The next day we made a trek across the border to the Canadian tourist town of St. Andrews.  Apparently this is a really cute place.  Unfortunately it was overcast and gloomy the entire time we were there.  The only thing I really remember was being stopped at the border crossing, as the Canadian Border Patrol gave our car an extremely thorough search.  Later we heard a story on Maine Public Radio that three people had stolen a ATM card and gotten away with $220.  Apparently they had a car with NY plates.  Even though the suspects were two men and a woman, I guess we ticked enough boxes.  I also remember Suzanne buying a baby gift for her step-sister’s baby (she’s be 13 now) and. some nice person, maybe the baby shop lady, telling us about a better route back across the border. Following those directions we ended up at the alternate, truck route crossing. After the extended car search heading outbound, we were all a little on edge crossing the border home.  No extended search this time, but the US border patrol agent found it hard to believe we were staying in Calais on holiday.  In retrospect, I can’t fault him there.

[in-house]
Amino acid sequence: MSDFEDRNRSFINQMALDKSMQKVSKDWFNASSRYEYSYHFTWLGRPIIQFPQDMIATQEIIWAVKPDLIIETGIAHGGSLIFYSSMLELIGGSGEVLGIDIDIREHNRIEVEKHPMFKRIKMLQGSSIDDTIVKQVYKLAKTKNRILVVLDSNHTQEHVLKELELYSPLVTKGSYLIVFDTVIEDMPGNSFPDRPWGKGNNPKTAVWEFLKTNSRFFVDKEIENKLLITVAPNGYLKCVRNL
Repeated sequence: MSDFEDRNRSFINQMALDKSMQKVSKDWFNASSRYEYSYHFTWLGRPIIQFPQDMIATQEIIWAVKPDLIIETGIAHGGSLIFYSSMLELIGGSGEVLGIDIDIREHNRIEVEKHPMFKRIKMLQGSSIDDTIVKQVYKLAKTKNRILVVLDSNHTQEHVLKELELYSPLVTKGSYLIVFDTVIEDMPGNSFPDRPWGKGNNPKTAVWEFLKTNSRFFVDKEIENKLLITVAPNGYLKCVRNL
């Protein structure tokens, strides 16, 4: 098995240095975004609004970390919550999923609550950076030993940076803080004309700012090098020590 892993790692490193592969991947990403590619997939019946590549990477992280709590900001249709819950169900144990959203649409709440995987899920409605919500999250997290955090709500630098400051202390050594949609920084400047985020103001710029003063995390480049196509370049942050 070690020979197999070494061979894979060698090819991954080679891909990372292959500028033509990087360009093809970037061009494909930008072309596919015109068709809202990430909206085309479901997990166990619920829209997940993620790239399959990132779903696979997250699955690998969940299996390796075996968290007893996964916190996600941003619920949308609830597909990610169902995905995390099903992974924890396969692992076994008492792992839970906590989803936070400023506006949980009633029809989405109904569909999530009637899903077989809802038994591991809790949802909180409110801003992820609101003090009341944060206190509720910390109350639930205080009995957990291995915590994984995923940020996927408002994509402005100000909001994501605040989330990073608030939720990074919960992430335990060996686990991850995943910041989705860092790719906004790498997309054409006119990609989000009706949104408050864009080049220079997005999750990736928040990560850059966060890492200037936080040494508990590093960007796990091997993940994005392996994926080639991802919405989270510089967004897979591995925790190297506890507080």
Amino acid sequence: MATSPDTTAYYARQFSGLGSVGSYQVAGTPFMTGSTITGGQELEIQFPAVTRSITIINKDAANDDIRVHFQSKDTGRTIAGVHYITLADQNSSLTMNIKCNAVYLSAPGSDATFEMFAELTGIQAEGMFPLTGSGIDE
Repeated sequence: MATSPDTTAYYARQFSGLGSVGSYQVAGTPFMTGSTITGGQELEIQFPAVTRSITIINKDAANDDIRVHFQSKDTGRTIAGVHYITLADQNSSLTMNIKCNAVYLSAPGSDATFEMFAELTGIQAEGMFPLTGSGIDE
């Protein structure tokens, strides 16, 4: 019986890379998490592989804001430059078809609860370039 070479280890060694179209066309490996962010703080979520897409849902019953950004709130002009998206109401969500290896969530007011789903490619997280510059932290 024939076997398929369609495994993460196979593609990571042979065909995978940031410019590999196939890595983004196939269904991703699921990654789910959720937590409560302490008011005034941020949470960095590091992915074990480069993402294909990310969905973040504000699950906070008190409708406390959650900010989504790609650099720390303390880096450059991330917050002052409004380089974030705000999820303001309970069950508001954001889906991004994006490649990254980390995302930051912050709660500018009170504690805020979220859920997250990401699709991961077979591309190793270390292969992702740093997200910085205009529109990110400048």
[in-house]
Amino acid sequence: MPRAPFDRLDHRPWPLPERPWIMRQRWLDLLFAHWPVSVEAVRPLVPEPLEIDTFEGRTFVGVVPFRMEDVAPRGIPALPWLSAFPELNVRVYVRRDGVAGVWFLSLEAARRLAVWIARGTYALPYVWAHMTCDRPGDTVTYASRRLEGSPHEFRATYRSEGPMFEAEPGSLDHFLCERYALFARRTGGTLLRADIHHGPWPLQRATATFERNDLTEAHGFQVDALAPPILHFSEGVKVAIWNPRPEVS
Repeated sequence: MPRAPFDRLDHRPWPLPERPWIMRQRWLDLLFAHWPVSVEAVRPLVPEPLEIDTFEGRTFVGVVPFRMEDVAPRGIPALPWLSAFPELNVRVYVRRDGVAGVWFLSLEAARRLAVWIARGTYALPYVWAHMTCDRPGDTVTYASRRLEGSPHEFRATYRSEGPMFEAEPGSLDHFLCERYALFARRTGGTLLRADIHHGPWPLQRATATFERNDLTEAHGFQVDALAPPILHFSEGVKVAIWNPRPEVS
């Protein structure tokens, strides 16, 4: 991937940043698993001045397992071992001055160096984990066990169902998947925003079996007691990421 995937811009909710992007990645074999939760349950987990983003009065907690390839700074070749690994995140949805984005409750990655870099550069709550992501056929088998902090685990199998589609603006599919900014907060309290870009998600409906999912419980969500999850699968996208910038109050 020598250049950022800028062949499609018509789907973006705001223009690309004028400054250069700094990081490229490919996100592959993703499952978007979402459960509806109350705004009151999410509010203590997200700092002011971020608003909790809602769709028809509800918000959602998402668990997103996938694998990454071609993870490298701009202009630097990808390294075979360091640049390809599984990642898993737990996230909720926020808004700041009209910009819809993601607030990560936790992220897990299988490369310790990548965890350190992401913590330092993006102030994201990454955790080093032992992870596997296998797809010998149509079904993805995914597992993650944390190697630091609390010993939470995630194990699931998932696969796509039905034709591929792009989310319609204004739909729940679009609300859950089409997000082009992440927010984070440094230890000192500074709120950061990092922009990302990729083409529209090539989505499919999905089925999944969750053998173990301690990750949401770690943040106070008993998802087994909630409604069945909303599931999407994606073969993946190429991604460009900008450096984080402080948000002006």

So on Day 3, with rain pouring, we holed up in one of our hotel rooms and watched TV.  All we could get was Canadian TV and what were they covering?  That’s right, Pope John Paul II was visiting Toronto, and all Canadian media was in a tizzy –– a wall to wall Pope-a-Palooza! The coverage was mainly in French (a language in which none of us are fluent) so many times we made up our own narrative.  There was quite a lot of interpretive dance and singing, in Toronto that is.  We mainly drank wine.

Now Pope Francis is coming to NY.  Sadly, we have not been asked to play for the Pope –– his loss.  Instead, I think we might have to gather together and watch a bit of NY style Pope-a-rama, for old times sake.